Curtis, Drew 1973-
Curtis, Drew 1973-
Born 1973; married; children: one.
Writer. Founder of Fark.com.
It's Not News, It's Fark: How Mass Media Tries to Pass Off Crap as News, Gotham (New York, NY), 2007.
In 1999, Drew Curtis started a Web page titled Fark.com to provide access to what he considered interesting and unusual news from a variety of media outlets, including television and newspapers. Over the years, the Web site grew steadily in popularity, garnering thousands of hits everyday and contributions from a worldwide cadre of fans. Part of the site's huge popularity stems not only from the myriad stories posted on the site but also from "its rewritten headlines and streaming commentary," as noted by Vanessa Bush in Booklist.
Despite the fact that Curtis's Web site relies on a wide range of news, from standard reportage to gossip to mindless and mind-numbing "human interest" stories, Curtis attacks news in almost all its forms in his first book, It's Not News, It's Fark: How Mass Media Tries to Pass Off Crap as News. In an interview with Brian Montopoli posted on the CBS News Web site, Curtis noted: "Journalism is straying into entertainment. The lines between serious news segments, news entertainment, and news comedy are blurring. For example, just last week CNN led with a story about a nudist colony trying to attract new members with free beer. What is the intrinsic value of delivering this under the guise of news?"
In his book, Curtis takes a different approach than the standard scolding of the news media to adhere to higher journalistic standards. Instead, Curtis calls for readers to make themselves more informed news consumers by accessing publications and media that do exhibit higher journalists standards and provide in-depth coverage of stories that are important. "In 278 quick pages, It's Not News, It's Fark does more to advance the journalistic art than all the millions spent by the Poynter Institute, the Shorenstein Center, the Nieman Foundation, the Project for Excellence in Journalism, the Columbia Journalism Review and the American Journalism Review, the Committee of Concerned Journalists, the various Annenberg outposts, and the Freedom Forum, combined," wrote Jack Shafer on the Slate Web site.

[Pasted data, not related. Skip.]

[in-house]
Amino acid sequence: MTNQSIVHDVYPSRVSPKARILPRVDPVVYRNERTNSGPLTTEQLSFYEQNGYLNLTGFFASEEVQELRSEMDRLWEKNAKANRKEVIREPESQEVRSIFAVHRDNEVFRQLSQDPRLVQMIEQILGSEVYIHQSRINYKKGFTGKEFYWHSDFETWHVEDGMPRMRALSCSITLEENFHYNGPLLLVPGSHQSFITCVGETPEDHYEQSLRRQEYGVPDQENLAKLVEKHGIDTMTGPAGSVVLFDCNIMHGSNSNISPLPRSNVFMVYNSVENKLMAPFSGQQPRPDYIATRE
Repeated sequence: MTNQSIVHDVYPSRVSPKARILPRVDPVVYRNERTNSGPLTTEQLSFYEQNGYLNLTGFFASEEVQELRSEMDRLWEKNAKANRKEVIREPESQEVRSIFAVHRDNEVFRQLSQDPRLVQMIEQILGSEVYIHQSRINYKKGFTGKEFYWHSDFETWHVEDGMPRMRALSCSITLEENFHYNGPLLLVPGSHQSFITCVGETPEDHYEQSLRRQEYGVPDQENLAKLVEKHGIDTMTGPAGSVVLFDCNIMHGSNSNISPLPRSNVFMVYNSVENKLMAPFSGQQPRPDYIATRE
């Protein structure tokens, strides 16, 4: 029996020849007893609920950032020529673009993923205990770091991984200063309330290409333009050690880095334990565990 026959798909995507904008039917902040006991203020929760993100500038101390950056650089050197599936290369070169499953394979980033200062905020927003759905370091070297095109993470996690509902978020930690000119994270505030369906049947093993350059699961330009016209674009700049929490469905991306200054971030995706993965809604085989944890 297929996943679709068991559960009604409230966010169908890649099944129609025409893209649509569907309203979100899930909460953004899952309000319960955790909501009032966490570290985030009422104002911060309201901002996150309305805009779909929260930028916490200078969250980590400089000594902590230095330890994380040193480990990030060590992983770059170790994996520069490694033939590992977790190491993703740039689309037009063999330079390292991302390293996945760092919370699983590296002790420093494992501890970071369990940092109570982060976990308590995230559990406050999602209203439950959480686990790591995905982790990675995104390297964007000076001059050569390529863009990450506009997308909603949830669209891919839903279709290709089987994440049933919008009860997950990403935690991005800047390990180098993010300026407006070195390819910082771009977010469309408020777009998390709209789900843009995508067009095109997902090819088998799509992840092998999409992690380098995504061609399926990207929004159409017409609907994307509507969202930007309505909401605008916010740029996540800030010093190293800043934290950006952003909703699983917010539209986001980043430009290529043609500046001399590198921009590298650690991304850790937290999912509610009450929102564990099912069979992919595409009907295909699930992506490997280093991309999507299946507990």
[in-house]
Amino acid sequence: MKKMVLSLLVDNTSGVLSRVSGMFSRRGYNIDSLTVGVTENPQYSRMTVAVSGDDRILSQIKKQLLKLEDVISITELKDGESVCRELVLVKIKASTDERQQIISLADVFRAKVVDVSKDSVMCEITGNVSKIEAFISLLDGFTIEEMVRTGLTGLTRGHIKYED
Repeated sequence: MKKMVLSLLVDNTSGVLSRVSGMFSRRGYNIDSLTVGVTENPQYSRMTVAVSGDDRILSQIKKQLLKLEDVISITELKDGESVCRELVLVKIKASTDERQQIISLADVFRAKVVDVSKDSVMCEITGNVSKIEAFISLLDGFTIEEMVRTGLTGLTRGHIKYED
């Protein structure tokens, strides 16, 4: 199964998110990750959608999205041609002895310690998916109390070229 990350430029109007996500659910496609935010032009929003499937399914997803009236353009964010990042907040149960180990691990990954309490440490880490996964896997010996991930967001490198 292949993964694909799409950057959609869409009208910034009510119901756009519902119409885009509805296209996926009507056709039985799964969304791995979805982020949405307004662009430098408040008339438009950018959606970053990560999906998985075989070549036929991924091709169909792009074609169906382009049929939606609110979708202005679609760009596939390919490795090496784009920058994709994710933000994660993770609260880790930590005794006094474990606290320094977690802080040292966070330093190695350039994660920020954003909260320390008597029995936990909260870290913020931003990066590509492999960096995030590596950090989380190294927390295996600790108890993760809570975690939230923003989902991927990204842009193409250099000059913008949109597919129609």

It's Not News, It's Fark provides criticism of the types of news stories and journalistic approaches that Curtis deems as misleading or just plain bad, such as overdone or widespread seasonal stories (for example, Fourth of July traffic), advertisements that disguise themselves as real articles, and headlines that do not coincide with the corresponding article. He pays special attention to how news organizations make inconsequential events and stories into headline-making news. The author also recounts how he got involved in starting his Web site and includes excerpts from Fark.com.
BIOGRAPHICAL AND CRITICAL SOURCES:
Advertising Age, July 24, 2006, "Out of Site at AdAge.com," interview with author, p. 12.
Booklist, April 15, 2007, Vanessa Bush, review of It's Not News, It's Fark: How Mass Media Tries to Pass Off Crap as News, p. 7.
Publishers Weekly, February 19, 2007, Rachel Deahl, "Gotham Gives a ‘Fark,’" p. 10; March 19, 2007, review of It's Not News, It's Fark, p. 58.
Badmouth.net,http://www.badmouth.net/ (December 24, 2003), John Marcotte, "Interview: Fark's Drew Curtis."
CBS News Web site,http://www.cbsnews.com/ (May 23, 2007), Brian Montopoli, "Fark's Drew Curtis on How ‘News’ Isn't News."
Fark.com,www.fark.com/ (November 26, 2007).
Newmoanyeah.com,http://www.newmoanyeah.com/ (December 1, 2003), Joel Why, "Interview with Drew Curtis, FARKin' Genius."
Slate,http://www.slate.com/ (October 4, 2007), Jack Shafer, "Fark Founder Flattens Fourth Estate."